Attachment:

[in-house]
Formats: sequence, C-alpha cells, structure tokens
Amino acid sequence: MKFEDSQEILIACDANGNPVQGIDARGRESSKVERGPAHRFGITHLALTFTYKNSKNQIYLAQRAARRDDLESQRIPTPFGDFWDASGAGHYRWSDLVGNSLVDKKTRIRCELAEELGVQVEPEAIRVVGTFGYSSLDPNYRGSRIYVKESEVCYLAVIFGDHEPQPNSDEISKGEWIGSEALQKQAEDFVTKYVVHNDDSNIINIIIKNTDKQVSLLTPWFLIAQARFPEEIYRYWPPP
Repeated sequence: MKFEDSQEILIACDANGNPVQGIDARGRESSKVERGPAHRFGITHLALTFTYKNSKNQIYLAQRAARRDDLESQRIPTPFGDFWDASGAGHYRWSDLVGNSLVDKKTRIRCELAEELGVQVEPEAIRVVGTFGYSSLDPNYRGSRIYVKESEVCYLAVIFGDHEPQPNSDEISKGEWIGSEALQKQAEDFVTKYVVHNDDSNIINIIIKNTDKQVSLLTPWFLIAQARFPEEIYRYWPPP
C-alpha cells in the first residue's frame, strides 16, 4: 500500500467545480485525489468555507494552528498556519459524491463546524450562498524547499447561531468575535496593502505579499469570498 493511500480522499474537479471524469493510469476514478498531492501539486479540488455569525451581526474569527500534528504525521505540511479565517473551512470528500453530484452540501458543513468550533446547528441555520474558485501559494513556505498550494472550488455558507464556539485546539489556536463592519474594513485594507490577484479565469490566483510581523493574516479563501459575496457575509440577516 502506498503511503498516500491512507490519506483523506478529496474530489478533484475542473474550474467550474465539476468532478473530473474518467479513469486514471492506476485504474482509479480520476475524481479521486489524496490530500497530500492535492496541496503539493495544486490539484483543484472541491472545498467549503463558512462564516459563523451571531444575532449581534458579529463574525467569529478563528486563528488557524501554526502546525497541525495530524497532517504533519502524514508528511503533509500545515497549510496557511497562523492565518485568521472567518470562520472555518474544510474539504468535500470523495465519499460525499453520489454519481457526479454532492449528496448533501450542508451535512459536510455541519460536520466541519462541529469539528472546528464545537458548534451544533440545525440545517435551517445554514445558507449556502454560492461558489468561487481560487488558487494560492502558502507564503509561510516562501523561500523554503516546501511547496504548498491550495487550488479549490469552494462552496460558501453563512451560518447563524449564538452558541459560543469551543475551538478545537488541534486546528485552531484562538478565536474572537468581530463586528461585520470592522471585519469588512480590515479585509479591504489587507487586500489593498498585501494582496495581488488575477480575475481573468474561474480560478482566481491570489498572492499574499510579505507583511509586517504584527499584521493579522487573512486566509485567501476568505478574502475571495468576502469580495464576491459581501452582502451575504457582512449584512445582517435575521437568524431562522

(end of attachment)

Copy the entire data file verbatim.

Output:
[in-house]
Formats: sequence, C-alpha cells, structure tokens
Amino acid sequence: MKFEDSQEILIACDANGNPVQGIDARGRESSKVERGPAHRFGITHLALTFTYKNSKNQIYLAQRAARRDDLESQRIPTPFGDFWDASGAGHYRWSDLVGNSLVDKKTRIRCELAEELGVQVEPEAIRVVGTFGYSSLDPNYRGSRIYVKESEVCYLAVIFGDHEPQPNSDEISKGEWIGSEALQKQAEDFVTKYVVHNDDSNIINIIIKNTDKQVSLLTPWFLIAQARFPEEIYRYWPPP
Repeated sequence: MKFEDSQEILIACDANGNPVQGIDARGRESSKVERGPAHRFGITHLALTFTYKNSKNQIYLAQRAARRDDLESQRIPTPFGDFWDASGAGHYRWSDLVGNSLVDKKTRIRCELAEELGVQVEPEAIRVVGTFGYSSLDPNYRGSRIYVKESEVCYLAVIFGDHEPQPNSDEISKGEWIGSEALQKQAEDFVTKYVVHNDDSNIINIIIKNTDKQVSLLTPWFLIAQARFPEEIYRYWPPP
C-alpha cells in the first residue's frame, strides 16, 4: 500500500467545480485525489468555507494552528498556519459524491463546524450562498524547499447561531468575535496593502505579499469570498 493511500480522499474537479471524469493510469476514478498531492501539486479540488455569525451581526474569527500534528504525521505540511479565517473551512470528500453530484452540501458543513468550533446547528441555520474558485501559494513556505498550494472550488455558507464556539485546539489556536463592519474594513485594507490577484479565469490566483510581523493574516479563501459575496457575509440577516 502506498503511503498516500491512507490519506483523506478529496474530489478533484475542473474550474467550474465539476468532478473530473474518467479513469486514471492506476485504474482509479480520476475524481479521486489524496490530500497530500492535492496541496503539493495544486490539484483543484472541491472545498467549503463558512462564516459563523451571531444575532449581534458579529463574525467569529478563528486563528488557524501554526502546525497541525495530524497532517504533519502524514508528511503533509500545515497549510496557511497562523492565518485568521472567518470562520472555518474544510474539504468535500470523495465519499460525499453520489454519481457526479454532492449528496448533501450542508451535512459536510455541519460536520466541519462541529469539528472546528464545537458548534451544533440545525440545517435551517445554514445558507449556502454560492461558489468561487481560487488558487494560492502558502507564503509561510516562501523561500523554503516546501511547496504548498491550495487550488479549490469552494462552496460558501453563512451560518447563524449564538452558541459560543469551543475551538478545537488541534486546528485552531484562538478565536474572537468581530463586528461585520470592522471585519469588512480590515479585509479591504489587507487586500489593498498585501494582496495581488488575477480575475481573468474561474480560478482566481491570489498572492499574499510579505507583511509586517504584527499584521493579522487573512486566509485567501476568505478574502475571495468576502469580495464576491459581501452582502451575504457582512449584512445582517435575521437568524431562522